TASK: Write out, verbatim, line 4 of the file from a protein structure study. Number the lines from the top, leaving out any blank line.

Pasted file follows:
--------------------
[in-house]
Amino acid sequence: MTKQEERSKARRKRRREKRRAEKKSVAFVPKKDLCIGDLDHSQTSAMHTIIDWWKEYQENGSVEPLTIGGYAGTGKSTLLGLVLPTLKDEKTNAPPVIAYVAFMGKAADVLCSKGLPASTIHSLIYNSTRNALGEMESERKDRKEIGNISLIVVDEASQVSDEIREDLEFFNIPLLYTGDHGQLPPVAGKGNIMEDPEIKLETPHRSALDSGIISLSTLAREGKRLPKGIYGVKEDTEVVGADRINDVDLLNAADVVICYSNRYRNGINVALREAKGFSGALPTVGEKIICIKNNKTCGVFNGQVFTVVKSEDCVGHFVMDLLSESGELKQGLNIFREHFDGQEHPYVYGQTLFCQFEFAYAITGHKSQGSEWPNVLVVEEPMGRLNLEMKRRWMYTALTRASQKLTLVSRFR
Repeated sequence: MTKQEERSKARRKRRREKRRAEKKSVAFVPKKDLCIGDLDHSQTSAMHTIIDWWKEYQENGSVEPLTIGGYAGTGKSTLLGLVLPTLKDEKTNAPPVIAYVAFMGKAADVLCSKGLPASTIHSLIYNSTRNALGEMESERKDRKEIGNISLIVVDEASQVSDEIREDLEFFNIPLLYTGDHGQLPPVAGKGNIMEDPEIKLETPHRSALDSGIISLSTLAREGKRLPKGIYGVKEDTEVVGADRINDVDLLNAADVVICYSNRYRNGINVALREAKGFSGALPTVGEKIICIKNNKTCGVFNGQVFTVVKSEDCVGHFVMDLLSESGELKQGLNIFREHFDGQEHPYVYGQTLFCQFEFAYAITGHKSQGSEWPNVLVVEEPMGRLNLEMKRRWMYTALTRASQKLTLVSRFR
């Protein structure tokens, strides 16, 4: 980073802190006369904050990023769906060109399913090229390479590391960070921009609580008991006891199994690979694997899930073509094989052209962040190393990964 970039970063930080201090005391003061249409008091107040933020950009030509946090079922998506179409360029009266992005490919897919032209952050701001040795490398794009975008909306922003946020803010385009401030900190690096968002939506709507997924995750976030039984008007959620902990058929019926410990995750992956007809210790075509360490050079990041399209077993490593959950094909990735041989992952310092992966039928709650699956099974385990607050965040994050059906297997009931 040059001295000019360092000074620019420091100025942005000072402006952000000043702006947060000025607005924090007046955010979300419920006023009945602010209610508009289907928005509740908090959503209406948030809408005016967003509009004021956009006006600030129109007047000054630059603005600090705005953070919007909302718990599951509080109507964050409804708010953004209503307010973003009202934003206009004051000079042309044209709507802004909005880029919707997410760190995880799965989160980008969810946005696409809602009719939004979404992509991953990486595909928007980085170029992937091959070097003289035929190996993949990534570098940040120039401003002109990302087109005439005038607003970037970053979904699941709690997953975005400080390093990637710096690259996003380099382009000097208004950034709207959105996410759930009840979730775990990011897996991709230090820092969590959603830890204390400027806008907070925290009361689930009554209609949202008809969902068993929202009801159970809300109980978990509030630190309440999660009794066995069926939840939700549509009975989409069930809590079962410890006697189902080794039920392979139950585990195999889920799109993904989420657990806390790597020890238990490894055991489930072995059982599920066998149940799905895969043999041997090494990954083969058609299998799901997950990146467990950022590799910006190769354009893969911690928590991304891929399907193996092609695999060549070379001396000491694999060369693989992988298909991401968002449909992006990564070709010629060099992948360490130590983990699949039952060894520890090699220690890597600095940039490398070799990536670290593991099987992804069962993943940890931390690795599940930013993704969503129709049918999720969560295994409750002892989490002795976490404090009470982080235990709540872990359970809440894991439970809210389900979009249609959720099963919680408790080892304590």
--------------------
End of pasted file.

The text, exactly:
């Protein structure tokens, strides 16, 4: 980073802190006369904050990023769906060109399913090229390479590391960070921009609580008991006891199994690979694997899930073509094989052209962040190393990964 970039970063930080201090005391003061249409008091107040933020950009030509946090079922998506179409360029009266992005490919897919032209952050701001040795490398794009975008909306922003946020803010385009401030900190690096968002939506709507997924995750976030039984008007959620902990058929019926410990995750992956007809210790075509360490050079990041399209077993490593959950094909990735041989992952310092992966039928709650699956099974385990607050965040994050059906297997009931 040059001295000019360092000074620019420091100025942005000072402006952000000043702006947060000025607005924090007046955010979300419920006023009945602010209610508009289907928005509740908090959503209406948030809408005016967003509009004021956009006006600030129109007047000054630059603005600090705005953070919007909302718990599951509080109507964050409804708010953004209503307010973003009202934003206009004051000079042309044209709507802004909005880029919707997410760190995880799965989160980008969810946005696409809602009719939004979404992509991953990486595909928007980085170029992937091959070097003289035929190996993949990534570098940040120039401003002109990302087109005439005038607003970037970053979904699941709690997953975005400080390093990637710096690259996003380099382009000097208004950034709207959105996410759930009840979730775990990011897996991709230090820092969590959603830890204390400027806008907070925290009361689930009554209609949202008809969902068993929202009801159970809300109980978990509030630190309440999660009794066995069926939840939700549509009975989409069930809590079962410890006697189902080794039920392979139950585990195999889920799109993904989420657990806390790597020890238990490894055991489930072995059982599920066998149940799905895969043999041997090494990954083969058609299998799901997950990146467990950022590799910006190769354009893969911690928590991304891929399907193996092609695999060549070379001396000491694999060369693989992988298909991401968002449909992006990564070709010629060099992948360490130590983990699949039952060894520890090699220690890597600095940039490398070799990536670290593991099987992804069962993943940890931390690795599940930013993704969503129709049918999720969560295994409750002892989490002795976490404090009470982080235990709540872990359970809440894991439970809210389900979009249609959720099963919680408790080892304590």